Having a chance to explore the website prior to launch was a bit like unearthing a time capsule from the middle part of the last century. In addition to a blog that highlights Zaydman’s impression of specific, sometimes tough to find models, the website includes an extensive archive of Timex watches that goes back to 1949 (before the “Timex” brand name was officially launched). Looking through the historical archive of Timex watches, it’s striking how diverse the brand’s collections were throughout the decades, and underlines the importance of Zaydman’s scholarship and accounting of this information. As any vintage watch enthusiast knows, finding clear photographs and information on any particular reference can be quite a chore. As a collector, having a place on the internet where you can identify a watch, whether it’s a potential purchase, an attic find, or something you’ve owned for years and just want to  know more about, is invaluable. 

A vintage Timex from 1973. Image via Heritage 1854.

The website is divided into several distinct sections and is thoughtfully laid out and easy to browse. While a casual Timex fan will certainly be able to find a lot of useful information here, Heritage 1854 is unabashedly geared toward the serious Timex aficionado. Case in point: the extensive section of the website cataloging Timex movements through the years, complete with high resolution imagery of original movement documentation from Timex repair manuals, including disassembly and reassembly instructions (no doubt intended for watchmakers charged with servicing these calibers). 

Timex Black Max from 1979. Image via Heritage 1854.

This is clearly a passion project for Zaydman, and he has lofty goals for the website. “I want to keep creating a place where the Timex watch nerds can feel safe flashing their wrists,” he says. “I want someone who grabs their first Timex and knows nothing about it to be able to go onto this site and quickly identify and even learn how to restore it if they would like.” If Zaydman reaches his goal, Heritage 1854 will be a place Timex is given the respect that he and many other collectors believe it’s worthy of, and they’ll pick up plenty of converts in the process.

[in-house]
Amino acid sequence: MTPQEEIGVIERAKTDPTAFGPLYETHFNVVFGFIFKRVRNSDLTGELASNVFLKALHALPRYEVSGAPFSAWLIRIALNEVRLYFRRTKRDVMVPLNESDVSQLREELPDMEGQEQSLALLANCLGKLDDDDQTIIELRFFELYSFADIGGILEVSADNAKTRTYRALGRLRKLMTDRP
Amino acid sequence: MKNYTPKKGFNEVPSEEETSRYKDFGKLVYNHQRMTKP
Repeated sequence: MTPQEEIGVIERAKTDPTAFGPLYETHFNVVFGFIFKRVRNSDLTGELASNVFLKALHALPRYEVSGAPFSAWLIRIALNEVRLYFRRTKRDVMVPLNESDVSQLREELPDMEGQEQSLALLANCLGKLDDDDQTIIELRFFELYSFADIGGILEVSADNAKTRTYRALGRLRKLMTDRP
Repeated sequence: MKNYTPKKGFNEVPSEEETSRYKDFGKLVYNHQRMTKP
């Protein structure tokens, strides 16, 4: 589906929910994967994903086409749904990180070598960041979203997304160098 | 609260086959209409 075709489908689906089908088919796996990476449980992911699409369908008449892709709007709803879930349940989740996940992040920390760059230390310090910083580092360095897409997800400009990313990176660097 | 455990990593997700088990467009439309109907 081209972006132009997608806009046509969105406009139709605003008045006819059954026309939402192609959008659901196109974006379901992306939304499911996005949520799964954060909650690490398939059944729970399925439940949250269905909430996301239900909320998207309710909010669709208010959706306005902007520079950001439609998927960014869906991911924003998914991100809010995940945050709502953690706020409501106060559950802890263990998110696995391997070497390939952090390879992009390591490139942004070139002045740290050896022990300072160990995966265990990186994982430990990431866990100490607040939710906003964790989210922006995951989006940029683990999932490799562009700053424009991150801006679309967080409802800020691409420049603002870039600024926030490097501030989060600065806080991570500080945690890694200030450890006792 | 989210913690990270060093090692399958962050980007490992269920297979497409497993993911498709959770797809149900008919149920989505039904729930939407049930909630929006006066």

Timex Dynabeat Time Zone. Image via Heritage 1854.

While the website goes live today, Zaydman wants visitors to know that it’s still a work in progress, and more information will be added over time, including some gaps that need to be filled in the model archive. He’s also working on a section dedicated to archiving Timex catalogs through the years, which should be another helpful resource to collectors and Timex scholars. It’s all part of providing a resource to collectors that Zaydman believes is unique on the internet. “No other brand currently has something like this,” he says, “and I am glad to help build it.”

Check out Heritage 1854 right here.

All photographs courtesy Heritage 1854

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Zach is a native of New Hampshire, and he has been interested in watches since the age of 13, when he walked into Macy’s and bought a gaudy, quartz, two-tone Citizen chronograph with his hard earned Bar Mitzvah money. It was lost in a move years ago, but he continues to hunt for a similar piece on eBay. Zach loves a wide variety of watches, but leans toward classic designs and proportions that have stood the test of time. He is currently obsessed with Grand Seiko.